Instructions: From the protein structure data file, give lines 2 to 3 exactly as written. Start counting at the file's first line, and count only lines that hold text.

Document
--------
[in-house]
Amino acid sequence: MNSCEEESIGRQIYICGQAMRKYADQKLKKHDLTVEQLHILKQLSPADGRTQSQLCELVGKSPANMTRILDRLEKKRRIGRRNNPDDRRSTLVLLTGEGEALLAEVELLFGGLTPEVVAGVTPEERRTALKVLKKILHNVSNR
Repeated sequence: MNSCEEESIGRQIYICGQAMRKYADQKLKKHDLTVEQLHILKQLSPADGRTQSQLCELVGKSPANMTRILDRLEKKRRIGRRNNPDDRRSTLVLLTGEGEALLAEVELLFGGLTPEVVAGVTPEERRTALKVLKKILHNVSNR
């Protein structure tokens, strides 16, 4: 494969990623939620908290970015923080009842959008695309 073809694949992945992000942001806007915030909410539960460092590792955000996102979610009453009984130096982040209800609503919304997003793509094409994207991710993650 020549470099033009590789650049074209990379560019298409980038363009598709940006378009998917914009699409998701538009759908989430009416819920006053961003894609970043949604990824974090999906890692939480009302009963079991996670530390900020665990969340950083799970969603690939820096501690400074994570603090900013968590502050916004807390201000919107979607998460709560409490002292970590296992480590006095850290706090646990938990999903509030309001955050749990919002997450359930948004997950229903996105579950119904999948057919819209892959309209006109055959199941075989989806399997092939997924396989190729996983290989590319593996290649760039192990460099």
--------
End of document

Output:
Amino acid sequence: MNSCEEESIGRQIYICGQAMRKYADQKLKKHDLTVEQLHILKQLSPADGRTQSQLCELVGKSPANMTRILDRLEKKRRIGRRNNPDDRRSTLVLLTGEGEALLAEVELLFGGLTPEVVAGVTPEERRTALKVLKKILHNVSNR
Repeated sequence: MNSCEEESIGRQIYICGQAMRKYADQKLKKHDLTVEQLHILKQLSPADGRTQSQLCELVGKSPANMTRILDRLEKKRRIGRRNNPDDRRSTLVLLTGEGEALLAEVELLFGGLTPEVVAGVTPEERRTALKVLKKILHNVSNR